Global Intelligence Priorities (from the Perspective of the United States)

John Michael Weaver (Editor)
DPA, Assistant Professor of Intelligence Analysis, York College, PA, USA

Jennifer Yongmei Pomeroy, PhD (Editor)
Assistant Professor of Geography, York College, PA, USA

Series: Political Science and History
BISAC: POL030000


Volume 10

Issue 1

Volume 2

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Special issue: Resilience in breaking the cycle of children’s environmental health disparities
Edited by I Leslie Rubin, Robert J Geller, Abby Mutic, Benjamin A Gitterman, Nathan Mutic, Wayne Garfinkel, Claire D Coles, Kurt Martinuzzi, and Joav Merrick


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The United States is seemingly confronted with more global issues now than it has ever experienced.  The U.S., under a relatively new presidential administration, is looking to depart from globalization though there are still inextricable linkages among all countries in the world; in 2018 both the Defense Department and State Department have provided updates to their strategies and security plans.  This book provides an open source intelligence analysis of regions, countries and non-state actors from around the world that could have an impact on the United States.  These areas and actors are dissected using predominately qualitative analysis techniques focusing on secondary data sources in order to provide an open source intelligence look at threats as seen by the United States using two models (the York Intelligence Red Team Model and the Federal Secondary Data Case Study Triangulation Model).  The key audience for this book includes the 17 members of the U.S. intelligence community, members of the U.S. National Security Council, governments of other countries that share the United States’ assessment of current threats, nongovernmental organizations (NGOs) looking to provide support abroad, and private sector companies considering expanding their operations overseas. (Imprint: Nova)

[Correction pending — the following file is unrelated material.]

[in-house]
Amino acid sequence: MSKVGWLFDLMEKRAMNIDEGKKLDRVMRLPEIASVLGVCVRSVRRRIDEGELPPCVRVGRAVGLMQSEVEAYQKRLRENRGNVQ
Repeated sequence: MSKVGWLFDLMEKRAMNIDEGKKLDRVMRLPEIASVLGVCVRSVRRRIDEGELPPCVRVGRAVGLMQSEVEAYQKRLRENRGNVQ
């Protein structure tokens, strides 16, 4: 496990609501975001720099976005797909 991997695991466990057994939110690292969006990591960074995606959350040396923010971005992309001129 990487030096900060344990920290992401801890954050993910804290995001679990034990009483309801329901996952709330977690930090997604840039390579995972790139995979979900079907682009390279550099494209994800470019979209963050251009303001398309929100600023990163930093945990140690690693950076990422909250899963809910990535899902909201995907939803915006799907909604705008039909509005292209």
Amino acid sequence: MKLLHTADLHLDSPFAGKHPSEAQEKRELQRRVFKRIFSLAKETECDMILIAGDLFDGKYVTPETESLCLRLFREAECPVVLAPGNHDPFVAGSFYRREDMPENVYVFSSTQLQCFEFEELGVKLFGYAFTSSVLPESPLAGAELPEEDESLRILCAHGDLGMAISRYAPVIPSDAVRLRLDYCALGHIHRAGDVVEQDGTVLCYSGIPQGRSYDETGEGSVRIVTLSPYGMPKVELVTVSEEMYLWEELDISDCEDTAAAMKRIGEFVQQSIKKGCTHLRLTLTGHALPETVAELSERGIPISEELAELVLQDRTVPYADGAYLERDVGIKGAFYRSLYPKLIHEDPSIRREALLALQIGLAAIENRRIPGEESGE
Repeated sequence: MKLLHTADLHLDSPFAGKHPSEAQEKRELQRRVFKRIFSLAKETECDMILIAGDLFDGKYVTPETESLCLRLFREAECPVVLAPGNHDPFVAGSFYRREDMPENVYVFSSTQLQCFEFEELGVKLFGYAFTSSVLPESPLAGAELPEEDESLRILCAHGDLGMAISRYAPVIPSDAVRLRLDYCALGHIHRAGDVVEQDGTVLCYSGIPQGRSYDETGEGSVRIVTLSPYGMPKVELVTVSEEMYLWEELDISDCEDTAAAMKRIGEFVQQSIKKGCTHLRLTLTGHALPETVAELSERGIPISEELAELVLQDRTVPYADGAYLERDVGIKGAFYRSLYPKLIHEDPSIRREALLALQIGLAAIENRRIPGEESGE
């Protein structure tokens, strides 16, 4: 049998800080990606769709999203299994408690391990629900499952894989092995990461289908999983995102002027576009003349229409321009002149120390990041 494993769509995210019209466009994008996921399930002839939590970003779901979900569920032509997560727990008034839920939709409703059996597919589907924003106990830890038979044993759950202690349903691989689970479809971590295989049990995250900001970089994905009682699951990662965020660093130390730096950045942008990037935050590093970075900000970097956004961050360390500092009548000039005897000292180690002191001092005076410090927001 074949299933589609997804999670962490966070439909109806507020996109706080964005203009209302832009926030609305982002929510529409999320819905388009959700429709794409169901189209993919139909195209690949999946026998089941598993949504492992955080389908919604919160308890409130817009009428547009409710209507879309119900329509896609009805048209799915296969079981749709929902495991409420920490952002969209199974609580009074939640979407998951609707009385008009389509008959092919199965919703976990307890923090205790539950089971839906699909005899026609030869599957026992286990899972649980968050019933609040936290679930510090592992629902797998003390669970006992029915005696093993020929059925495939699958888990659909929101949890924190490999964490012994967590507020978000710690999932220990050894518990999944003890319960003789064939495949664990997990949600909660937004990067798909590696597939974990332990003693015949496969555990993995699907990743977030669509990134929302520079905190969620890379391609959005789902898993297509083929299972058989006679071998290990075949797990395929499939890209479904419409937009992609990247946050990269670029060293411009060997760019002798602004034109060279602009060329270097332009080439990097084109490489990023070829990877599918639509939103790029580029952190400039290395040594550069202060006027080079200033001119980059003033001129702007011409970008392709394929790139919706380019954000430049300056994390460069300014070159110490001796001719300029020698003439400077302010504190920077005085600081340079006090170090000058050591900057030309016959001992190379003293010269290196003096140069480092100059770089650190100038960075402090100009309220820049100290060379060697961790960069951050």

Chapter 1. Introduction to the National Security Issues Confronting the United States
(John M. Weaver, DPA, York College, York, PA, US)

Chapter 2. Making America Secure Again: A Qualitative Assessment of the United States’ Homeland Security Front
(Ben Hinkel, Stephen Strausser, Matt Nelson, York College, York, Pennsylvania, US)

Chapter 3. The Dragon’s Ascension - China’s Rise and Challenge to the American Hegemony: A Qualitative Assessment
(Josie Gardner, Christopher DeJesus, Max Vargo and Nicole Wightman, York College, York, PA, US)

Chapter 4. Postmodern Imperialism: A Qualitative Assessment of the Aggressive Spread of Russian Influence
(Kyra Shoemaker, Mitchell Forrest, Jennifer Ohashi and Rachele Tombolini, York College, York, PA, US)

Chapter 5. A Qualitative Assessment of Iran: Middle Eastern Threats, Nuclear Ambition, State Sponsored Terrorism, and More
(Stephanie M. Savage and Michael Richardson, York College, York, PA, US)

Chapter 6. East Asia’s Formidable Foe: North Korea
(Joseph D. Hurd, Joseph Soreco and Gunnar Nemeth, York College, York, PA, US)

Chapter 7. Sorting out the Syrian Conflict; Impacts on United States National Security: A Qualitative Assessment
(James Simmons, Austin Cullember and Brendan McDonough, York College, York, PA, US)

Chapter 8. Turkey - Friend or Foe of the United States: A Qualitative Assessment
(Christopher Geer, Jaiden Moul, Jordan Sowers and Vivian Ferris, York College, York, PA, US)

Chapter 9. Is India a U.S. Ally to “The China Threat”? A Qualitative Assessment
(Jason Guo, Case Western Reserve University, Cleveland, Ohio, US)

Chapter 10. Monsters of the Middle East: ISIL’s Perpetual Pursuit for Power (A Qualitative Assessment)
(Alexis Hart and Brielle Schultz, York College, York, Pennsylvania, US)

Chapter 11. Prominent Cyber Security Issues for the United States: A Qualitative Assessment
(Nathan McDowell, Ethan Walker and Matthew Meyers, York College, York, Pennsylvania, US)

Chapter 12. Challenges of the U.S. National Security and Moving Forward
(Jennifer Pomeroy, PhD, York College, York, Pennsylvania, US)

Keywords: YIRTM, qualitative research, case study, intelligence, national security, global threats

This is most applicable to the fields of political science, international relations, intelligence analysis, and cyber. It might also be used by practitioners through the libraries at all NATO headquarters, and the Defence Departments and Ministries of State of all 29 NATO member nations.

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